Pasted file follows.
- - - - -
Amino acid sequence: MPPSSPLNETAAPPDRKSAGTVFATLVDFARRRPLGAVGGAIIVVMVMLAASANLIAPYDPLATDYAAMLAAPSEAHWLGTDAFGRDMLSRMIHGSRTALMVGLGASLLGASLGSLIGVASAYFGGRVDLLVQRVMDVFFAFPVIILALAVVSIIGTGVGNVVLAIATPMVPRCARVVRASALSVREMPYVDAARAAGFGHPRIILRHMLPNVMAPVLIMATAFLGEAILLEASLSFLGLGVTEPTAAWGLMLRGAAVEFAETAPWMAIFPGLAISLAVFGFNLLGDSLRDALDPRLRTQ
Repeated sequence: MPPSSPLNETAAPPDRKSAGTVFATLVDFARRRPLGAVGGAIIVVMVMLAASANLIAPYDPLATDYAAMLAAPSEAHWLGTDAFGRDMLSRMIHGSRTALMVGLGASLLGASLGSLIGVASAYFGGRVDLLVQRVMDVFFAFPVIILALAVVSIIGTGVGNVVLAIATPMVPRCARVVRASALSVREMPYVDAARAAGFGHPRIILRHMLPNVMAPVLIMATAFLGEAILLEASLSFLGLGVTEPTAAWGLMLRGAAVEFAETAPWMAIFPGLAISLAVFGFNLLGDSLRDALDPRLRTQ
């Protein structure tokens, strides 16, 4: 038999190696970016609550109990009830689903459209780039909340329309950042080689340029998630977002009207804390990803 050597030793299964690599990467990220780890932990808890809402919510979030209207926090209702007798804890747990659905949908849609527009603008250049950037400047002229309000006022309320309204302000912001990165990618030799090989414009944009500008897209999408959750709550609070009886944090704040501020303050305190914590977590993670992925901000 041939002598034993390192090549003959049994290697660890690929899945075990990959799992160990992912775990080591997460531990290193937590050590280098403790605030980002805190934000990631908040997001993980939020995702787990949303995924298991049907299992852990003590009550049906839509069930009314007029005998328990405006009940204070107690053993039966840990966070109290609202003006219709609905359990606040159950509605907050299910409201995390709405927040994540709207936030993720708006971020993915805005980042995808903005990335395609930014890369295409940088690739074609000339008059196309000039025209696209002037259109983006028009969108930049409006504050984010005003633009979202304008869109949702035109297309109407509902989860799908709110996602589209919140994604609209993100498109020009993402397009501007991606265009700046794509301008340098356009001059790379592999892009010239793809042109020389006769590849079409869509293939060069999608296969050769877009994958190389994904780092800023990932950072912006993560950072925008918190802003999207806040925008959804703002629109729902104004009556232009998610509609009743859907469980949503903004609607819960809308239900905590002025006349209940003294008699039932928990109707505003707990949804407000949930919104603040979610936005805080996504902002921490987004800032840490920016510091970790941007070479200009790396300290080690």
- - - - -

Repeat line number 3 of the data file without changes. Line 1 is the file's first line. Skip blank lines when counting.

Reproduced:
């Protein structure tokens, strides 16, 4: 038999190696970016609550109990009830689903459209780039909340329309950042080689340029998630977002009207804390990803 050597030793299964690599990467990220780890932990808890809402919510979030209207926090209702007798804890747990659905949908849609527009603008250049950037400047002229309000006022309320309204302000912001990165990618030799090989414009944009500008897209999408959750709550609070009886944090704040501020303050305190914590977590993670992925901000 041939002598034993390192090549003959049994290697660890690929899945075990990959799992160990992912775990080591997460531990290193937590050590280098403790605030980002805190934000990631908040997001993980939020995702787990949303995924298991049907299992852990003590009550049906839509069930009314007029005998328990405006009940204070107690053993039966840990966070109290609202003006219709609905359990606040159950509605907050299910409201995390709405927040994540709207936030993720708006971020993915805005980042995808903005990335395609930014890369295409940088690739074609000339008059196309000039025209696209002037259109983006028009969108930049409006504050984010005003633009979202304008869109949702035109297309109407509902989860799908709110996602589209919140994604609209993100498109020009993402397009501007991606265009700046794509301008340098356009001059790379592999892009010239793809042109020389006769590849079409869509293939060069999608296969050769877009994958190389994904780092800023990932950072912006993560950072925008918190802003999207806040925008959804703002629109729902104004009556232009998610509609009743859907469980949503903004609607819960809308239900905590002025006349209940003294008699039932928990109707505003707990949804407000949930919104603040979610936005805080996504902002921490987004800032840490920016510091970790941007070479200009790396300290080690």